Analysts: Amgen's Onyx Deal is Strategically Promising
Analysts say Amgen's Onyx deal is strategically promising
Aug. 26--It's a multibillion-dollar gamble, but industry watchers see promise in Amgen's decision to buy Onyx Pharmaceuticals Inc.
Analysts and others expect the $10.4 billion deal announced Sunday will offset revenue losses when the Thousand Oaks-based drugmaker's anemia drug patents begin expiring in coming years.
"What you don't want to do when you're Amgen is wait around too long to replace the revenue you're going to lose when your biggest product goes generic," said Erik Gordon, a business professor at the University of Michigan who follows the pharmaceutical industry. "Waiting around is the end of the line for your company."
Amgen had to do something to fill the impending gaps in its pipeline. Oncology products are a good fit because Amgen specializes in anemia products, which are often given to cancer patients, Gordon said.
Amgen is paying $125 a share for all the outstanding shares of Onyx. The South San Francisco-based biopharmaceutical company has a growing multiple myeloma franchise, and its star product, Kyprolis, is approved and patented in the U.S. until at least 2025.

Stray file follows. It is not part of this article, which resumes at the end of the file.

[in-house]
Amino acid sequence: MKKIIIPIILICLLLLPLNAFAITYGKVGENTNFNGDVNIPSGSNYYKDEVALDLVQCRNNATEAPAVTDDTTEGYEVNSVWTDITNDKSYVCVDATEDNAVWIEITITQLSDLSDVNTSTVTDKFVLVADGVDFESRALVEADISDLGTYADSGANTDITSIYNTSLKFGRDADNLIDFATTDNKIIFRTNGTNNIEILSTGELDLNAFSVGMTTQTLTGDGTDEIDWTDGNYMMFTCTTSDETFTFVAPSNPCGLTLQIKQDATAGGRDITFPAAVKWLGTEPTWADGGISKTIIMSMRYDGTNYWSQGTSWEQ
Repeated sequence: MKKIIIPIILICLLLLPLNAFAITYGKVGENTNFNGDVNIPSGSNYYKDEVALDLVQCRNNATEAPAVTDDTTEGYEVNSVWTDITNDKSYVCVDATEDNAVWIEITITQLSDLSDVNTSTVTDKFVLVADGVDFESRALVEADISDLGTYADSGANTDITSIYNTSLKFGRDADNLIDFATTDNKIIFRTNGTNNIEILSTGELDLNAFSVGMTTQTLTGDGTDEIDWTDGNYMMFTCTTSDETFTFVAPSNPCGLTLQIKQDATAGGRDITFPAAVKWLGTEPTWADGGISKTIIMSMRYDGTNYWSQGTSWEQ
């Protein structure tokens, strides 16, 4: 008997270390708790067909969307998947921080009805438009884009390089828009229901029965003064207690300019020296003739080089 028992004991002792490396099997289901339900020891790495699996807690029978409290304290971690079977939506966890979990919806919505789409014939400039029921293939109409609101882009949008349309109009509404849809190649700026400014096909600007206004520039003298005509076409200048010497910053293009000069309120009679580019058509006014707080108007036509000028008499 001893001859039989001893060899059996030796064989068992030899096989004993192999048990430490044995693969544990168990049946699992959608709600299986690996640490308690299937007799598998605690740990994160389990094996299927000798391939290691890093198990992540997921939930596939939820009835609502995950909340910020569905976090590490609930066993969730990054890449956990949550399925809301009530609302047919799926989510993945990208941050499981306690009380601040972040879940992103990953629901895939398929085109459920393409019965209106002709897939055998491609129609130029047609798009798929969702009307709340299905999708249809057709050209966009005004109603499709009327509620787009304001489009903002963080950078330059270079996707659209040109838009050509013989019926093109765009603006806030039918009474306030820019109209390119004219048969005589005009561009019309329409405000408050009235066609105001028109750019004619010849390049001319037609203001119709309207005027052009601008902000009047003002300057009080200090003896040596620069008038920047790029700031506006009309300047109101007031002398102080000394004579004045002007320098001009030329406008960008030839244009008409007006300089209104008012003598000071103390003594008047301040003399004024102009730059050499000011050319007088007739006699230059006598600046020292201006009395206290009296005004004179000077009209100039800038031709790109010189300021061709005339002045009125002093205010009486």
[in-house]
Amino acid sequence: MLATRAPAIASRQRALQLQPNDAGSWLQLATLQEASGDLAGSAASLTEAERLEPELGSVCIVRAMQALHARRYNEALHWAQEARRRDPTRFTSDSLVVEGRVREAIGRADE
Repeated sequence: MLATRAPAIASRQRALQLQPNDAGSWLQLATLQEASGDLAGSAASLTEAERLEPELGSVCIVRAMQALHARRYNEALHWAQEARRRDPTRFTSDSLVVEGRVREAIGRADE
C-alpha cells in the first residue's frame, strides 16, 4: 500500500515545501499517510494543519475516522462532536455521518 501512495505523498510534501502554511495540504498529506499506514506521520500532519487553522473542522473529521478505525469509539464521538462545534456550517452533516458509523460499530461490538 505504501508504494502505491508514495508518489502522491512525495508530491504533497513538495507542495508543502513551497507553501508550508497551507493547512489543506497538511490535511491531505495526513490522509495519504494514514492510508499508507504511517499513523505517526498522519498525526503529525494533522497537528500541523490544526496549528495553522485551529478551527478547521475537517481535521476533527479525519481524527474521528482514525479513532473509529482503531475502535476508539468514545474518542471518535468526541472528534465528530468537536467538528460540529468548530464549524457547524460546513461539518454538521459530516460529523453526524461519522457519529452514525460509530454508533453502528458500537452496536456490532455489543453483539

"You're gambling that that's going to turn into a $1 billion- to $2 billion-a-year product and that some of the other things in the early stages of development will work out," Gordon said. "If they don't, the $10 billion is going to be wasted. It's a good idea, but it's risky. It's the kind of thing Amgen had to do."
During a recent conference call, CEO Bob Bradway said the opportunity was strategically compelling, added to Amgen's long-term growth prospects and created value for shareholders.
"Amgen has a unique opportunity to add value to Kyprolis, a product which is at an early and promising stage of its launch," Bradway said in a release.
Amgen expects the deal to close at the start of the fourth quarter.
Analysts at RBC Capital Markets like the diversification of Amgen's portfolio, saying that its supportive care drugs will soon be more than 40 percent exposed to competing biosimilars.
RBC analysts think Amgen's share price will rise because of the acquisition. During trading Monday, it jumped to an all-time high of $116.25 before closing up 7.72 percent at $113.75.
Posted: August 2013